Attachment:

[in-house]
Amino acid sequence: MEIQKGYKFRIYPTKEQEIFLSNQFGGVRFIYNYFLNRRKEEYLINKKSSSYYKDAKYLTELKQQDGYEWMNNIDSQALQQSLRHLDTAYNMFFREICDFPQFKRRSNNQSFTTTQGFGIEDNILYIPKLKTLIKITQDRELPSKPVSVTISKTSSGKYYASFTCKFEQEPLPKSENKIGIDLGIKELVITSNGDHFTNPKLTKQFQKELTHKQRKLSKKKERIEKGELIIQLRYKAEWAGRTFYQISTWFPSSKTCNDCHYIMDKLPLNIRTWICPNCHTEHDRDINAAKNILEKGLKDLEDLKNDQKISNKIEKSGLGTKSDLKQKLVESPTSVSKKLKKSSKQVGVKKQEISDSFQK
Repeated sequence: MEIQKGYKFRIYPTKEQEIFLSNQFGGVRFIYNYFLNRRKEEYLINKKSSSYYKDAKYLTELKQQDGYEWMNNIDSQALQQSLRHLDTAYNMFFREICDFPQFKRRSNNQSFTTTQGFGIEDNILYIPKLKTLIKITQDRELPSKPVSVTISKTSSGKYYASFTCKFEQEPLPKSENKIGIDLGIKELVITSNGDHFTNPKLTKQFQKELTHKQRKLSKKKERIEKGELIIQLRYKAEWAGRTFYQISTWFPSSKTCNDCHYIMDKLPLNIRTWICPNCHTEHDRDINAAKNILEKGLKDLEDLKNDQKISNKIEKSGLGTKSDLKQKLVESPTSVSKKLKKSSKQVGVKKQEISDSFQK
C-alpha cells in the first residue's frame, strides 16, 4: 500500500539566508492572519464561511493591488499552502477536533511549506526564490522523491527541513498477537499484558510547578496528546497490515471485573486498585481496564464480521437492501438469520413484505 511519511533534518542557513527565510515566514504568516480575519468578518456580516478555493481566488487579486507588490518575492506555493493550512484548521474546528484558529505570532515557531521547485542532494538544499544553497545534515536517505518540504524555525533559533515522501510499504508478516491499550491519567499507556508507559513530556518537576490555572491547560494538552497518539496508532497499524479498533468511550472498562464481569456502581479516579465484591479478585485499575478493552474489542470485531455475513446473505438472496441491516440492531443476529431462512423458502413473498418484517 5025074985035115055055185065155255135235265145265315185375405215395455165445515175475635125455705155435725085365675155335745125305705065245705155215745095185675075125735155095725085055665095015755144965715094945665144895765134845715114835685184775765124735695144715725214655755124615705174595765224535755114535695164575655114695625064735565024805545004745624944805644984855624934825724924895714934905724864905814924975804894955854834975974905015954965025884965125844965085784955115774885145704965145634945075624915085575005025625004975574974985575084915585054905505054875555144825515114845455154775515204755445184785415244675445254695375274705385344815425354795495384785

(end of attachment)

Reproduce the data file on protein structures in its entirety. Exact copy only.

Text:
[in-house]
Amino acid sequence: MEIQKGYKFRIYPTKEQEIFLSNQFGGVRFIYNYFLNRRKEEYLINKKSSSYYKDAKYLTELKQQDGYEWMNNIDSQALQQSLRHLDTAYNMFFREICDFPQFKRRSNNQSFTTTQGFGIEDNILYIPKLKTLIKITQDRELPSKPVSVTISKTSSGKYYASFTCKFEQEPLPKSENKIGIDLGIKELVITSNGDHFTNPKLTKQFQKELTHKQRKLSKKKERIEKGELIIQLRYKAEWAGRTFYQISTWFPSSKTCNDCHYIMDKLPLNIRTWICPNCHTEHDRDINAAKNILEKGLKDLEDLKNDQKISNKIEKSGLGTKSDLKQKLVESPTSVSKKLKKSSKQVGVKKQEISDSFQK
Repeated sequence: MEIQKGYKFRIYPTKEQEIFLSNQFGGVRFIYNYFLNRRKEEYLINKKSSSYYKDAKYLTELKQQDGYEWMNNIDSQALQQSLRHLDTAYNMFFREICDFPQFKRRSNNQSFTTTQGFGIEDNILYIPKLKTLIKITQDRELPSKPVSVTISKTSSGKYYASFTCKFEQEPLPKSENKIGIDLGIKELVITSNGDHFTNPKLTKQFQKELTHKQRKLSKKKERIEKGELIIQLRYKAEWAGRTFYQISTWFPSSKTCNDCHYIMDKLPLNIRTWICPNCHTEHDRDINAAKNILEKGLKDLEDLKNDQKISNKIEKSGLGTKSDLKQKLVESPTSVSKKLKKSSKQVGVKKQEISDSFQK
C-alpha cells in the first residue's frame, strides 16, 4: 500500500539566508492572519464561511493591488499552502477536533511549506526564490522523491527541513498477537499484558510547578496528546497490515471485573486498585481496564464480521437492501438469520413484505 511519511533534518542557513527565510515566514504568516480575519468578518456580516478555493481566488487579486507588490518575492506555493493550512484548521474546528484558529505570532515557531521547485542532494538544499544553497545534515536517505518540504524555525533559533515522501510499504508478516491499550491519567499507556508507559513530556518537576490555572491547560494538552497518539496508532497499524479498533468511550472498562464481569456502581479516579465484591479478585485499575478493552474489542470485531455475513446473505438472496441491516440492531443476529431462512423458502413473498418484517 5025074985035115055055185065155255135235265145265315185375405215395455165445515175475635125455705155435725085365675155335745125305705065245705155215745095185675075125735155095725085055665095015755144965715094945665144895765134845715114835685184775765124735695144715725214655755124615705174595765224535755114535695164575655114695625064735565024805545004745624944805644984855624934825724924895714934905724864905814924975804894955854834975974905015954965025884965125844965085784955115774885145704965145634945075624915085575005025625004975574974985575084915585054905505054875555144825515114845455154775515204755445184785415244675445254695375274705385344815425354795495384785